Dana Perino apologizes for her pancake. “I don’t usually wear this much makeup,” she explains as she heads into her office on the 21st floor of Fox News Media’s Manhattan headquarters. She’s just wrapped her morning news program, “America’s Newsroom,” which she hosts with Bill Hemmer. As such, the spray-on foundation is not unexpected. But Perino comes to TV news from pre-Trump Republican politics — she was George W. Bush’s White House press secretary — not from the ranks of local news or the outré world of political punditry. So, for her, a centimeter of foundation may never feel like a second skin. But after more than a decade at Fox News — first as a contributor and since 2011, as a host of “The Five” — Perino has become something of a natural.
“It was actually harder for me than maybe it looked from the outside,” she admits. “I had only ever spoken on behalf of somebody else. I had never given my personal opinion out loud — to anyone. First of all, why would anybody care? I wasn’t elected to anything.”
Perino joined Fox News in April 2009 as a contributor. She had appeared on the network in her capacity as White House press secretary (she succeeded Tony Snow, who resigned in 2007 amid a battle with colon cancer). After Bush left office in 2009, she was often called on to offer commentary about the new Democratic administration of President Barack Obama. But hosting “The Five,” a daily discussion program made up of a mix of conservatives and progressives debating the issues of the day, catapulted Perino, 50, out of her comfort zone.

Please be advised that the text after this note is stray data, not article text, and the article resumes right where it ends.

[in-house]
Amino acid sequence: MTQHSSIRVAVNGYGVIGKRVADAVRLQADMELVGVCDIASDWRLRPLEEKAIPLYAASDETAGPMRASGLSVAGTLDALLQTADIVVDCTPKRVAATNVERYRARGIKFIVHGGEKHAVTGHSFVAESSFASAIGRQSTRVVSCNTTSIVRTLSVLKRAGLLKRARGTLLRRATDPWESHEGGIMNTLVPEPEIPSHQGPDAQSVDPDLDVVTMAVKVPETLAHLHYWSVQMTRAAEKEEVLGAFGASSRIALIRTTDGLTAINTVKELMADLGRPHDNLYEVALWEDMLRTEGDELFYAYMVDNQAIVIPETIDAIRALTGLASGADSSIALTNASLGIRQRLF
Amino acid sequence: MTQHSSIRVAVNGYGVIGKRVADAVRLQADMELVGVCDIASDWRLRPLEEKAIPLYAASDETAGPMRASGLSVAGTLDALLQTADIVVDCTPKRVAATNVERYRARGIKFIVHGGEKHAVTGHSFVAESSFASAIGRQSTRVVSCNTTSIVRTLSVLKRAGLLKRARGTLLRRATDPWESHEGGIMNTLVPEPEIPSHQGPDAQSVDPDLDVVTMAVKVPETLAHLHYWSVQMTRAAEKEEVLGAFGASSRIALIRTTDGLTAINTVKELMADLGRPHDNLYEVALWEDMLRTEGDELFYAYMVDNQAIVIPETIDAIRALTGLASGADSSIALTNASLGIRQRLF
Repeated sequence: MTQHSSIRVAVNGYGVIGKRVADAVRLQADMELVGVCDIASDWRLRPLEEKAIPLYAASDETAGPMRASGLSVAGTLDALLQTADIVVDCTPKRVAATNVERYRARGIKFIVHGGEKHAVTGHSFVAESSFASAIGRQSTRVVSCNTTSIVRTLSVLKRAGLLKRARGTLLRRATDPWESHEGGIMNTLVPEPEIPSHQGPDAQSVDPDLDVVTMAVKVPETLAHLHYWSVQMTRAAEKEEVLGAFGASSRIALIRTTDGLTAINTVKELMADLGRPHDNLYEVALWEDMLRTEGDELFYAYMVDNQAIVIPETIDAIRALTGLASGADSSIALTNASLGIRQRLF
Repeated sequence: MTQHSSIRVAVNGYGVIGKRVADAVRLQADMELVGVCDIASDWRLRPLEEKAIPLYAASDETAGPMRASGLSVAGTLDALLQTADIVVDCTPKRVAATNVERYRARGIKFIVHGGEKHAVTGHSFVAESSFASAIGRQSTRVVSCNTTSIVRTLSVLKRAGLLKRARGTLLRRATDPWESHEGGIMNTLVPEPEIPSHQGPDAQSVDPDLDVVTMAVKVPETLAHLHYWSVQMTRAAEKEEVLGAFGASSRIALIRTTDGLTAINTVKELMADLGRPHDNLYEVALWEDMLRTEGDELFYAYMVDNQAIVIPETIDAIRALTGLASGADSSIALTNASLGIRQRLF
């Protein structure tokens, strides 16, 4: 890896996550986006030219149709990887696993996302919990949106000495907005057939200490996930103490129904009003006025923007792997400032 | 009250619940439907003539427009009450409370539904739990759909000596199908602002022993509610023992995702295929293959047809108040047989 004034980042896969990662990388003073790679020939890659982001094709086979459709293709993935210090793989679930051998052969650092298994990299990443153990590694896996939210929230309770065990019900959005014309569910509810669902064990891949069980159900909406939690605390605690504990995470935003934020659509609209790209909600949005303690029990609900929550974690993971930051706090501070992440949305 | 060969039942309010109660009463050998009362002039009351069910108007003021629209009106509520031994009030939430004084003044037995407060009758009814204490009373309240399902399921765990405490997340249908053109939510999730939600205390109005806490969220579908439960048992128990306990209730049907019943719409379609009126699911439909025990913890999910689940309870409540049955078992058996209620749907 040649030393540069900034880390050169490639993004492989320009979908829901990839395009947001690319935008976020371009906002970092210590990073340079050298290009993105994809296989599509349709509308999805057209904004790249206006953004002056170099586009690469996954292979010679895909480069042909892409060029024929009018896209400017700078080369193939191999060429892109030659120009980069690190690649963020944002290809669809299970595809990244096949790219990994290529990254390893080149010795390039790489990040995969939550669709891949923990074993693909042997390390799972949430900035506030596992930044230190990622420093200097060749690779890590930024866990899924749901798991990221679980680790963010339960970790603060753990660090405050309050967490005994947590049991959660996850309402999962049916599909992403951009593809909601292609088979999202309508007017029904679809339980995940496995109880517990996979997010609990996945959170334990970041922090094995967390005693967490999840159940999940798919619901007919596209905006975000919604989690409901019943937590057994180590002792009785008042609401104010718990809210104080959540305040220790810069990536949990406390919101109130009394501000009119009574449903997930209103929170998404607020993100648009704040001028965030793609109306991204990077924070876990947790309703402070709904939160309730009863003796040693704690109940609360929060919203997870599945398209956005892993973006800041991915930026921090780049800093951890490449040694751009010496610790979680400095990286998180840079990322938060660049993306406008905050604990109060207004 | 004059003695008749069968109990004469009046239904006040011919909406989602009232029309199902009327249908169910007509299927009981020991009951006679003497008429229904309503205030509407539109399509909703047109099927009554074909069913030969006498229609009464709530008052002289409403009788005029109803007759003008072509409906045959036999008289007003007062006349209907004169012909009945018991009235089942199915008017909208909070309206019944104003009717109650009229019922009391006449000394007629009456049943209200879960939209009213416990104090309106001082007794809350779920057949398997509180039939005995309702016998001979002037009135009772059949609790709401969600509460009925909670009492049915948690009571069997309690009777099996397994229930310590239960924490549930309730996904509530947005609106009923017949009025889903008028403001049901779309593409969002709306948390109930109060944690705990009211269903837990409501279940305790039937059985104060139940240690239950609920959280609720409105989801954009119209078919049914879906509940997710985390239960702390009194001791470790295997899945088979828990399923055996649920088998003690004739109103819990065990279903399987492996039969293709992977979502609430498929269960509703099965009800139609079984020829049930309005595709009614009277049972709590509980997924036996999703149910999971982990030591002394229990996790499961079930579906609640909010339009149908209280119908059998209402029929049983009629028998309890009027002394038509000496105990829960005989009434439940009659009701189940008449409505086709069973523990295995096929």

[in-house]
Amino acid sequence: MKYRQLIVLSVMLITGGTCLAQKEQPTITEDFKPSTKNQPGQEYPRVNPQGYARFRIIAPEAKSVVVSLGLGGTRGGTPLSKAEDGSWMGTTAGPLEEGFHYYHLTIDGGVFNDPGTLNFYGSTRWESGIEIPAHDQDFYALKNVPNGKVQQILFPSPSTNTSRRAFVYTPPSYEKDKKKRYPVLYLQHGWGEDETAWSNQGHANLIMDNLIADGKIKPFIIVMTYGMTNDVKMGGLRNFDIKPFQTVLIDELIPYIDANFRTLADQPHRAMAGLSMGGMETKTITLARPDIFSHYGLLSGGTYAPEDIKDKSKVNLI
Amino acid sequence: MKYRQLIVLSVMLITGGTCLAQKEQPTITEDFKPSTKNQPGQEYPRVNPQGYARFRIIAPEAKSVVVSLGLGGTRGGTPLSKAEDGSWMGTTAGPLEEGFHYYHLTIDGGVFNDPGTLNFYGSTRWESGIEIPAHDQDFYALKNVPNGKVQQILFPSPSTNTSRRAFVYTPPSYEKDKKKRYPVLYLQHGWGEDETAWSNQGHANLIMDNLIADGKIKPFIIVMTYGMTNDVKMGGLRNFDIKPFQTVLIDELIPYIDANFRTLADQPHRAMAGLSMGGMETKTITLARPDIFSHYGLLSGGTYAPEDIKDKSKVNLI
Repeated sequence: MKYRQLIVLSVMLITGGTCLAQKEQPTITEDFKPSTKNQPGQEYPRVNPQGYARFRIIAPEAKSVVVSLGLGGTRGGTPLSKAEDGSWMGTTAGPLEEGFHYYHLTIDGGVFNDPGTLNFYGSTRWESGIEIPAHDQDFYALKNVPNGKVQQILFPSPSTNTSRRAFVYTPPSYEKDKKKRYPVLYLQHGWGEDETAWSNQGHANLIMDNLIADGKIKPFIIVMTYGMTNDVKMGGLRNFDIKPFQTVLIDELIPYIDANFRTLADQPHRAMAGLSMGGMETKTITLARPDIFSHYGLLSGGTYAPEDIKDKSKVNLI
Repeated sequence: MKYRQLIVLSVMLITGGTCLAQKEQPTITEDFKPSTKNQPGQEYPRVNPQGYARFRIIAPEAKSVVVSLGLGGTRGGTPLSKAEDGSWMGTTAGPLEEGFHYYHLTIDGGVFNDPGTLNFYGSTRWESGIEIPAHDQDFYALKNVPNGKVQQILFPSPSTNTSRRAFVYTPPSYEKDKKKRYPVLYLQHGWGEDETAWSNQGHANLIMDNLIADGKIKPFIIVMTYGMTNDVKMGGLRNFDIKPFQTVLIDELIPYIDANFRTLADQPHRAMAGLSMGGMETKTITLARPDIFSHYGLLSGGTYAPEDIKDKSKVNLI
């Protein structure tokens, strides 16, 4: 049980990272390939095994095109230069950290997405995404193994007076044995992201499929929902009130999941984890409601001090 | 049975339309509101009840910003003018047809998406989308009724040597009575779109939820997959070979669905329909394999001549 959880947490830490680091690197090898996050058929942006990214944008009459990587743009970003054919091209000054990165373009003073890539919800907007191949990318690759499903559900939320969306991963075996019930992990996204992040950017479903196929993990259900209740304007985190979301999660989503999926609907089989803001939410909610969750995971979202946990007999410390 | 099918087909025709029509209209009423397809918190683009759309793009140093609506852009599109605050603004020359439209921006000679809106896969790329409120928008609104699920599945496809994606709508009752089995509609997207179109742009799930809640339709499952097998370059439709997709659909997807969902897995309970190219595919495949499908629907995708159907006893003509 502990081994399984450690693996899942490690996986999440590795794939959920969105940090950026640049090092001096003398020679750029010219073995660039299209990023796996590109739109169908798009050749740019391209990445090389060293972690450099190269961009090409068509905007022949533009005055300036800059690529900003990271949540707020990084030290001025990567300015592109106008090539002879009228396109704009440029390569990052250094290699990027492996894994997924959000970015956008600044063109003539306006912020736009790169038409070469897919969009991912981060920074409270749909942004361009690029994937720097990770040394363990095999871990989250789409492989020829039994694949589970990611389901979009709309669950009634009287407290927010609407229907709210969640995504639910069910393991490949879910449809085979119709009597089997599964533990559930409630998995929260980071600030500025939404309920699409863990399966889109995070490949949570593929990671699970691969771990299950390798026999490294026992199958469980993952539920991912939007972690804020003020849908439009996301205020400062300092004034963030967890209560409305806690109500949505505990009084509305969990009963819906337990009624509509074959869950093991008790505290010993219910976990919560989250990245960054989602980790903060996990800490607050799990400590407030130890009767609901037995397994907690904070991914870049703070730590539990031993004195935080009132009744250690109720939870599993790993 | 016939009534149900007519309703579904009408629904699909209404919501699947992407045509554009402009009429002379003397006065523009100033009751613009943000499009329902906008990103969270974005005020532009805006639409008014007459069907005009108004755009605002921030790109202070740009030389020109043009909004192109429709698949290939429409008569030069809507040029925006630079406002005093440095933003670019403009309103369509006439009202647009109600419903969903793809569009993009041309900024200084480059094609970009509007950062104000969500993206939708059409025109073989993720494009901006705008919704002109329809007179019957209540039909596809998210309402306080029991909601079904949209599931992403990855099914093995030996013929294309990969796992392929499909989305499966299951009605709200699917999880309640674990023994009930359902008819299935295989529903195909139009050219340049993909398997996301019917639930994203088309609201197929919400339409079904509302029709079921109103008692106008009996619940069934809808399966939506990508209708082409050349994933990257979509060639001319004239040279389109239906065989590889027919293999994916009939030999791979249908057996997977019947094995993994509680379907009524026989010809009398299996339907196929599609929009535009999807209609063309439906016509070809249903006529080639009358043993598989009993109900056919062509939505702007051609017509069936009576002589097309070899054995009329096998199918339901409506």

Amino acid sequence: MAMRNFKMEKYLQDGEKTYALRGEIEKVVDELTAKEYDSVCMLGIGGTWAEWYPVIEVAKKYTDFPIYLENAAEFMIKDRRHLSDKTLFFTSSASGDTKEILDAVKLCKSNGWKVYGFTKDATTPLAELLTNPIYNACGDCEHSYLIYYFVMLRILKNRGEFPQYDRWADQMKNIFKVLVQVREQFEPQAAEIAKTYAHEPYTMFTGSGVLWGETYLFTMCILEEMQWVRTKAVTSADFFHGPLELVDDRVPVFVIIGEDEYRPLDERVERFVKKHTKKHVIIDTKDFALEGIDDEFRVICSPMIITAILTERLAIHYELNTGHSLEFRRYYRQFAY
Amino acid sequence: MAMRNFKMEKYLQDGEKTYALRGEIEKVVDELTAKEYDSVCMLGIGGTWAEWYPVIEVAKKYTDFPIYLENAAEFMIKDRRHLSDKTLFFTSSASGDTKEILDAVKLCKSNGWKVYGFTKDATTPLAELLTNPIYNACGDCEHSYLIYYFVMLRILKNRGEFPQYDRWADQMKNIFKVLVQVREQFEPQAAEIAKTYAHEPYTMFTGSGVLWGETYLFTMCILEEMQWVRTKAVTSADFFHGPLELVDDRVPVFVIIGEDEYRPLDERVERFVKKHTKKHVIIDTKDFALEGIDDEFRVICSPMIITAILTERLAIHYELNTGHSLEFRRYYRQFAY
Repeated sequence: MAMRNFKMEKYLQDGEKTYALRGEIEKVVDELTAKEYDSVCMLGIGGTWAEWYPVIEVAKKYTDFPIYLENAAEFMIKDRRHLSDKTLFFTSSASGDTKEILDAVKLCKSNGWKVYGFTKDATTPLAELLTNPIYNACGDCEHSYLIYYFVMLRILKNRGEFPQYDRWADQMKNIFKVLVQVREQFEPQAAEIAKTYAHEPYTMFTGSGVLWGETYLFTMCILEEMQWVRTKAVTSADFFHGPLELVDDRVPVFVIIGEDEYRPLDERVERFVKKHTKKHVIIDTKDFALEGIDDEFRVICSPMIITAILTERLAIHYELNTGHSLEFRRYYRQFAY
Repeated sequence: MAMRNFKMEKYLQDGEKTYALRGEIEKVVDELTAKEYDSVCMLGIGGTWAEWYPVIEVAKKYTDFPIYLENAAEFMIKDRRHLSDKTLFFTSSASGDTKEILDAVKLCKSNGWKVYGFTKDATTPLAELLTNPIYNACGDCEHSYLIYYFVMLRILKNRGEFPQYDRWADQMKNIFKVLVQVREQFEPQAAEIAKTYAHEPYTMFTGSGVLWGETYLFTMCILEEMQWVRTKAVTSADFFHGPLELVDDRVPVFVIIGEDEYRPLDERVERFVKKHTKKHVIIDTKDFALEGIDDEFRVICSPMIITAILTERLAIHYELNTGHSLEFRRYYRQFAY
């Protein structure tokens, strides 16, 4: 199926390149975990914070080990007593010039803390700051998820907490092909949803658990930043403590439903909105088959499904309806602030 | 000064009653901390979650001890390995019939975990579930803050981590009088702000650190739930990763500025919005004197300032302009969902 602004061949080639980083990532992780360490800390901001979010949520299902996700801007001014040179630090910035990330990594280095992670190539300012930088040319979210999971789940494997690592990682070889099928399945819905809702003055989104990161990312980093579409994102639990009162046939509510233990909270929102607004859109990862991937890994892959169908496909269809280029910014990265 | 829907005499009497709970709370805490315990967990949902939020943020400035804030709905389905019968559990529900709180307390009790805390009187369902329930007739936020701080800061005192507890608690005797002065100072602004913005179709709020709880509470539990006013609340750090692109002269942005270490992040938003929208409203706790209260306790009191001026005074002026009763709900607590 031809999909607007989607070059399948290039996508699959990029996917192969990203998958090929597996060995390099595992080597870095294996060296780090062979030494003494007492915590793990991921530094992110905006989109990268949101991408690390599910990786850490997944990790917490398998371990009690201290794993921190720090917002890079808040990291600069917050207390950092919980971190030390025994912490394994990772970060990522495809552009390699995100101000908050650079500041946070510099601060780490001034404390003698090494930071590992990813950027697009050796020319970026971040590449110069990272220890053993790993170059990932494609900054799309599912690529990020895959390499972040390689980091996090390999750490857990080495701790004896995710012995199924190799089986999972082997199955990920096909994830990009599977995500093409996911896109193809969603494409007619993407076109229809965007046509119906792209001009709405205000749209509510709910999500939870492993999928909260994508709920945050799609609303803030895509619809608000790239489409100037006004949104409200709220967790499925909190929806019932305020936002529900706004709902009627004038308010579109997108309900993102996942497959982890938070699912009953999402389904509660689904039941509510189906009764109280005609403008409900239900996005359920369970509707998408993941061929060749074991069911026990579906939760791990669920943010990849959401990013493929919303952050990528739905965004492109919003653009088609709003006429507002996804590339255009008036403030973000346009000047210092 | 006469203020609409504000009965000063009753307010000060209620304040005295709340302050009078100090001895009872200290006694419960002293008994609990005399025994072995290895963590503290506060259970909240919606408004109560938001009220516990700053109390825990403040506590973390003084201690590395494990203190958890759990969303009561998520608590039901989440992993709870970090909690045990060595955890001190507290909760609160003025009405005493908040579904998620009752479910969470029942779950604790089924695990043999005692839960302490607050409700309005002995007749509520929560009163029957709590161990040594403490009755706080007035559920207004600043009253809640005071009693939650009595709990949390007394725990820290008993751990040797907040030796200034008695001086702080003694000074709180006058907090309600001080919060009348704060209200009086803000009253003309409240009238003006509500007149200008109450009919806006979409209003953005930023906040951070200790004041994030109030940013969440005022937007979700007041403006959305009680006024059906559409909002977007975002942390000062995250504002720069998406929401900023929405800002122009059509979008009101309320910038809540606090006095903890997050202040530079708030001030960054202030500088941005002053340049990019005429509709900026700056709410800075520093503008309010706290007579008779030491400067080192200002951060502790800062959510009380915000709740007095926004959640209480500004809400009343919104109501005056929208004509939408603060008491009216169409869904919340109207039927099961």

“I was like a deer in the headlights,” she says.
She was still living in Washington, D.C., with her husband Peter McMahon, 68, a British-born entrepreneur, and running her public relations and events business, while also serving on the Broadcasting Board of Governors (she was appointed by Obama).
“I didn’t think ‘The Five’ was actually going to become a full-time job,” she says. “So I was very hesitant. I was afraid that I might say something on television or on social media that would hurt all of my other activities.”
When the job did turn into a permanent gig, Perino and McMahon moved to New York; they live on the Upper West Side. And Perino shed some of those early TV inhibitions. But that does not mean she has succumbed to the fringe histrionics propagated by some of her colleagues. Rather, she is a measured, self-deprecating presence on Fox News.
A practicing Lutheran, Perino and McMahon make yearly mission trips to Africa with Mercy Ships, an organization that offers free medical treatment aboard hospital ships. She is the founder of the women’s leadership program Minute Mentoring and in 2021, she authored her third book, “Everything Will Be Okay: Life Lessons for Young Women (from a Former Young Woman).” Her second book, “Let Me Tell You About Jasper…How My Best Friend Became America’s Dog,” was about her beloved Vizsla, who became a social media star before succumbing to a fast-moving cancer in September 2021. Two months later, she adopted another Vizsla. And Percy, like Jasper before him, has become Perino’s social media muse and a frequent topic of conversation on the air.